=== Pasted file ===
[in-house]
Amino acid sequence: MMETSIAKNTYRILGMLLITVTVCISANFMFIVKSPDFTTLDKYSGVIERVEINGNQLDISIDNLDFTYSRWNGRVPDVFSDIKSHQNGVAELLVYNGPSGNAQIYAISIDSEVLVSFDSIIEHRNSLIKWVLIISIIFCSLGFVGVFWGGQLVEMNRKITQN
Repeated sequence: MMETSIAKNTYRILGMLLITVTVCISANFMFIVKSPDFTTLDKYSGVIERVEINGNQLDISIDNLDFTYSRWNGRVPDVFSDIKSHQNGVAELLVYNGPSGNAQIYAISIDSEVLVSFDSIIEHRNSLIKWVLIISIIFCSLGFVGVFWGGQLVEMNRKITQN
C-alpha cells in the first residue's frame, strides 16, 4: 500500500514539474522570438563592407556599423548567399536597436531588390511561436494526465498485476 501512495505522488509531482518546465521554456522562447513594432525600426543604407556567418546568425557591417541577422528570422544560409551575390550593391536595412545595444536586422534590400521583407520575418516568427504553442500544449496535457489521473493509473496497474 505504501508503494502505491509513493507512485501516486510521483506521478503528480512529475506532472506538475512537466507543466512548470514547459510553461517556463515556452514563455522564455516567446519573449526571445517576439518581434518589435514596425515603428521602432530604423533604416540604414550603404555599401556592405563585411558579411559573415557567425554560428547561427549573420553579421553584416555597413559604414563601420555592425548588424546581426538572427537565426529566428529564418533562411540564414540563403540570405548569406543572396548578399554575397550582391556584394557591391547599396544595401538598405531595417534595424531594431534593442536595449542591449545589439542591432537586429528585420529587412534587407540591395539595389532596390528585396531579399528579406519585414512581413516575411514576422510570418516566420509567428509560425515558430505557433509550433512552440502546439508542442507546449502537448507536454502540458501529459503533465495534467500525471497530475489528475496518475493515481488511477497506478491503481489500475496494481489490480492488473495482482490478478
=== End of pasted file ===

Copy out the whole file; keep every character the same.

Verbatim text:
[in-house]
Amino acid sequence: MMETSIAKNTYRILGMLLITVTVCISANFMFIVKSPDFTTLDKYSGVIERVEINGNQLDISIDNLDFTYSRWNGRVPDVFSDIKSHQNGVAELLVYNGPSGNAQIYAISIDSEVLVSFDSIIEHRNSLIKWVLIISIIFCSLGFVGVFWGGQLVEMNRKITQN
Repeated sequence: MMETSIAKNTYRILGMLLITVTVCISANFMFIVKSPDFTTLDKYSGVIERVEINGNQLDISIDNLDFTYSRWNGRVPDVFSDIKSHQNGVAELLVYNGPSGNAQIYAISIDSEVLVSFDSIIEHRNSLIKWVLIISIIFCSLGFVGVFWGGQLVEMNRKITQN
C-alpha cells in the first residue's frame, strides 16, 4: 500500500514539474522570438563592407556599423548567399536597436531588390511561436494526465498485476 501512495505522488509531482518546465521554456522562447513594432525600426543604407556567418546568425557591417541577422528570422544560409551575390550593391536595412545595444536586422534590400521583407520575418516568427504553442500544449496535457489521473493509473496497474 505504501508503494502505491509513493507512485501516486510521483506521478503528480512529475506532472506538475512537466507543466512548470514547459510553461517556463515556452514563455522564455516567446519573449526571445517576439518581434518589435514596425515603428521602432530604423533604416540604414550603404555599401556592405563585411558579411559573415557567425554560428547561427549573420553579421553584416555597413559604414563601420555592425548588424546581426538572427537565426529566428529564418533562411540564414540563403540570405548569406543572396548578399554575397550582391556584394557591391547599396544595401538598405531595417534595424531594431534593442536595449542591449545589439542591432537586429528585420529587412534587407540591395539595389532596390528585396531579399528579406519585414512581413516575411514576422510570418516566420509567428509560425515558430505557433509550433512552440502546439508542442507546449502537448507536454502540458501529459503533465495534467500525471497530475489528475496518475493515481488511477497506478491503481489500475496494481489490480492488473495482482490478478